As international travel services re-open, fraudsters resume

When COVID-19 travel restrictions eased as countries tried to re-open borders to travelers, researchers at Gemini Advisory observed that the sale of travel services — both legal and illegal — started to increase, opening up  more opportunities for cybercriminals to monetize stolen payment card data.

For those not really knowledgeable about travel services fraud, Gemini provides a quick overview:

The premise of this fraud scheme is to make fraudulent purchases on well-known booking sites or through travel service providers, and then to direct customers to send payments to cybercriminals’ accounts. Underground forums and Telegram channels provide a platform for cybercriminals to advertise their travel services, which includes booking flights, hotels, rental cars, and other services associated with travel. Fraudsters typically offer their travel services at a significant discount, attracting not only cybercriminals but also regular travelers who are unaware of the fraud scheme.

How cybercriminals commit travel service fraud. Image credit: Gemini Advisory.

Cybercriminals offering travel services typically list which booking services can be used, such as booking.com, airbnb.com, and others. The customers can then choose where and when they want their bookings to be. As an example, a customer could choose a $1,000 booking at a hotel in Vietnam, send the booking to the cybercriminal, and the cybercriminal would offer to complete the booking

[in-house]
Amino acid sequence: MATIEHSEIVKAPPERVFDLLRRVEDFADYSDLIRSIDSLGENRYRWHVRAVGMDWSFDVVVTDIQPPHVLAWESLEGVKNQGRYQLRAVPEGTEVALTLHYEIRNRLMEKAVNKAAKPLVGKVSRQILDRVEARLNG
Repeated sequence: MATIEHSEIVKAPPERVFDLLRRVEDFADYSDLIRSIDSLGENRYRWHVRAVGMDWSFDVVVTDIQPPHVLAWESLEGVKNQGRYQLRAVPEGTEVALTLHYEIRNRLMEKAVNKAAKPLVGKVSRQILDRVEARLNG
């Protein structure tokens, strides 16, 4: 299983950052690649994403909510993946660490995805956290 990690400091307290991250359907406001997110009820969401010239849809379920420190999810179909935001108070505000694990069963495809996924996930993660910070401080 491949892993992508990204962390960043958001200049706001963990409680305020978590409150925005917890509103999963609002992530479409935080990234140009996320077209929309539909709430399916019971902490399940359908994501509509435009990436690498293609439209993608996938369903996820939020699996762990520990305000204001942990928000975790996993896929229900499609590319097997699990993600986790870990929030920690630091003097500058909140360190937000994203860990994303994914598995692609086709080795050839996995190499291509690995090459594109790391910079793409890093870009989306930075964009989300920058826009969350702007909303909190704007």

for $500 (50% discount).

(And here you thought you were just lucky to find a great discount, right?)

Some services may even work through a guarantor, which gives them an added impression of credibility. And some services may post pictures on their forum or Telegram channel of vacationing customers that show the service’s name to further create the impression that the services will actually be provided.

While legitimate booking sites employ a variety of anti-fraud measures, cybercriminals have their own tactics and exploits to defeat  anti-fraud systems.  These methods are described in Gemini’s full report, which you can read at https://geminiadvisory.io/travel-services-fraud/.  It’s somewhat fascinating to read how determined criminals figure out how to evade detection or bypass protections.

But if your only interest is as a consumer who doesn’t want to be swindled, then remember that if you’re shopping for a travel deal and something seems too good to be true, it probably isn’t true.

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